I'm talking about gambling money. This year, Pennsylvania casinos turned over $776.2 million to the state, which was distributed to homeowners in the form of a (slight) reduction in property taxes, amounting to about $200 per household. In our case, the reduction was $176.78. So we paid the Tredyffrin/Easttown School District $5,128.40 rather than $5,305.18.
Why should we get such a break? (It also occurs to me to wonder why anyone would want to spend less on our children's education, but that's another issue.)
Politicians and other gambling apologists like to cite a 2004 Harrah's survey showing that casino patrons are relatively affluent, with a median household income of $53,204, compared with $45,781 among the general population. So - no big deal, right? The typical gambler isn't poor, but just a regular Joe.
Looked at another way, though, gamblers come from the same hard-pressed middle class whose inflation-adjusted income is down 7 percent since 2000. Dangling riches before people in such circumstances is inherently exploitative, even if they win. And, of course, most don't.
The area's casinos are in Bensalem, Philadelphia, and Chester - where median household incomes are 60, 44, and 29 percent, respectively, of Tredyffrin Township's - for a reason. They're following the trail blazed by state lotteries, on which poor households bet a larger proportion of their income.
Casinos are most beneficial to those who run them. The state priced casino licenses at $50 million, though their value was estimated at $280 million to $550 million. (Translation: Robbing Pennsylvanians was always part of the plan.) The casinos also pay no annual license fees and are exempt from normal liquor licensing requirements.
The regulators have done well, too. Tad Decker, the first chairman of the Pennsylvania Gaming Control Board, had been managing partner of a law firm that went on to represent casinos. Anne Neeb, the board's first executive director, was hired at a salary of $180,000, nearly twice what she received for a similar position in Louisiana. Board members are paid $145,000 annually for two days of work per month.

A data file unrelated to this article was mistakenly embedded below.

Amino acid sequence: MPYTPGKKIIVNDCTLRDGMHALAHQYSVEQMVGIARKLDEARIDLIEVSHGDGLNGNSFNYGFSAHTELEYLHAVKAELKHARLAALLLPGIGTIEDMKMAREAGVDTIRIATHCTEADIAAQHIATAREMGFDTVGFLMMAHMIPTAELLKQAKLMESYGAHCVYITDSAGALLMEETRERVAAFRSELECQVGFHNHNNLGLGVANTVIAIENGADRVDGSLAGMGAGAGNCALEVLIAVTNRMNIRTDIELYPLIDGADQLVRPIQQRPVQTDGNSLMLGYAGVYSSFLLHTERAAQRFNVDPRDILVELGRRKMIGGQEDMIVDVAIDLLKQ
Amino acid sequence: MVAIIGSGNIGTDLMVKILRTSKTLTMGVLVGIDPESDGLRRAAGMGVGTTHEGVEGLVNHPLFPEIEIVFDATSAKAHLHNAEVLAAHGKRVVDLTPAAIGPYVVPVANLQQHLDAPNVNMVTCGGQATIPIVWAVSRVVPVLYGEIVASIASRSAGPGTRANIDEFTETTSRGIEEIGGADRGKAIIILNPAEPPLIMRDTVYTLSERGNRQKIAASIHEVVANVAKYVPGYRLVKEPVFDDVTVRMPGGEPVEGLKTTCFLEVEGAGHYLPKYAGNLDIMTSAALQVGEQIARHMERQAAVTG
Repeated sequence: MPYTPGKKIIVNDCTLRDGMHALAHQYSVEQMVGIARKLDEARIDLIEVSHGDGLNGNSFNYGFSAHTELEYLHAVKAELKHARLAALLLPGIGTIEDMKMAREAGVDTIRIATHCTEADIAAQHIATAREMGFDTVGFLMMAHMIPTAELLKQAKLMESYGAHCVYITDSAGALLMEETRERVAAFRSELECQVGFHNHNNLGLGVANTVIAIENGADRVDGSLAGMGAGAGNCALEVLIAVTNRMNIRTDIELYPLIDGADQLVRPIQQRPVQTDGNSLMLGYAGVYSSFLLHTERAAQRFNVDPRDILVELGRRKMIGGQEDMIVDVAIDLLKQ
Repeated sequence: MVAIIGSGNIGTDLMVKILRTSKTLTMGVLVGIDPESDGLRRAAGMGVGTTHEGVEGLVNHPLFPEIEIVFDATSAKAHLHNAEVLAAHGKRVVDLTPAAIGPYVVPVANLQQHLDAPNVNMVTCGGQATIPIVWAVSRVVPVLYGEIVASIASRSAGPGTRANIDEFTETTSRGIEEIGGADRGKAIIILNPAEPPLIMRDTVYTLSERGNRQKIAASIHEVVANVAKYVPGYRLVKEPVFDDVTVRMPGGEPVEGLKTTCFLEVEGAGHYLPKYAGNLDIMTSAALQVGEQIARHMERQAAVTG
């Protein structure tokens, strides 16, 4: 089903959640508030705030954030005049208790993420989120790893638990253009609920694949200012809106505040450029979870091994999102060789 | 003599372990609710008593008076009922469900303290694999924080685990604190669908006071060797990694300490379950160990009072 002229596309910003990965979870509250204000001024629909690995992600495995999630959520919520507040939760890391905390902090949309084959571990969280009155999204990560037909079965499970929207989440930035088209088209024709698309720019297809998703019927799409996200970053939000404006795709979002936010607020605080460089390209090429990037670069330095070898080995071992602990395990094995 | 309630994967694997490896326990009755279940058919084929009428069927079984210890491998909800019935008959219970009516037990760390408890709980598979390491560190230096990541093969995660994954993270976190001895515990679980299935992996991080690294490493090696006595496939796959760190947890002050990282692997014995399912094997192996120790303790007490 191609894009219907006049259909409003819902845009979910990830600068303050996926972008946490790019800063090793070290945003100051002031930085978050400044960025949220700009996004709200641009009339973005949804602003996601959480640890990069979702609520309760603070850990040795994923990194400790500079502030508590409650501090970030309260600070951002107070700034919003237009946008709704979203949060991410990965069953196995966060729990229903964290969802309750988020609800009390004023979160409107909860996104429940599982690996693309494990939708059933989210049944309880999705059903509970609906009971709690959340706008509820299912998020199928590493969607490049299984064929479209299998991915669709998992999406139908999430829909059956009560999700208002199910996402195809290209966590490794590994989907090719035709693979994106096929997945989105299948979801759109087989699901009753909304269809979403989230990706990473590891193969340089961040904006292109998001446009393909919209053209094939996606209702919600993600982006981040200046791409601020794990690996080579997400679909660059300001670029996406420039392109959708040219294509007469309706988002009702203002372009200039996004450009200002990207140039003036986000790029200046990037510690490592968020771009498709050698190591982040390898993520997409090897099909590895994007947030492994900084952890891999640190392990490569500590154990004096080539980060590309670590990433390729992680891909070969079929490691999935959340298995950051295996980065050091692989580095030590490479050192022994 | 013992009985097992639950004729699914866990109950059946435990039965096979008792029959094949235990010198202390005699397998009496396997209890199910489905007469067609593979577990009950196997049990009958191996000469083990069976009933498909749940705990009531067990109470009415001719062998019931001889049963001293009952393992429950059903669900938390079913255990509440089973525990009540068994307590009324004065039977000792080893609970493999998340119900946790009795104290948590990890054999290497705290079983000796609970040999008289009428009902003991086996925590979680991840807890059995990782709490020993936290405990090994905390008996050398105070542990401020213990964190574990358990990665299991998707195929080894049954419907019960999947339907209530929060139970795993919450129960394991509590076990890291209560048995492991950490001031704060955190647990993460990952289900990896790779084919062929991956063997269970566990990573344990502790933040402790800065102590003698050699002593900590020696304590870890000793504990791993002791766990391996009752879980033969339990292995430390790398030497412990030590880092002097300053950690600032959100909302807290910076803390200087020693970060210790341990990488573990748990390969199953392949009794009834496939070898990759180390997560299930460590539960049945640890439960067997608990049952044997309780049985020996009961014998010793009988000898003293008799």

Moreover, the Gaming Control Board - whose members are appointed by the governor and legislative leaders - is subject to little legislative oversight. It's a formula for rewarding insiders - like the lobbyist who had his two minor children listed as board members of a slot-machine distributor.
In so many ways, Pennsylvania's casinos are a metaphor for a casino economy that, over the past decade, has transferred wealth from the middle class to the already affluent.
Taylor Branch, the Pulitzer Prize-winning biographer of Martin Luther King Jr., called this government-casino partnership a "corruption of democracy" when he joined an antigambling group in Maryland. "It violates the most basic premises that make democracy unique - that you trust other people, that you are in this together," he said. "That's what a compact of citizens is. And the first step away from it is to play each other for suckers."
My family is fortunate. So this year, our share of this ill-gotten money is going to Casino-Free Philadelphia. The organization couldn't stop both of the planned Philadelphia casinos, but it did defeat one, and the other is now a third of the originally proposed size. The group is now pushing SugarHouse to discontinue "quicksand credit" loans that allow gamblers to bet twice what they have in the bank.
If, like me, you also got an unneeded break on your property taxes, it's a cause worth supporting.
Mark E. Dixon lives in Wayne. He can be reached at firstname.lastname@example.org.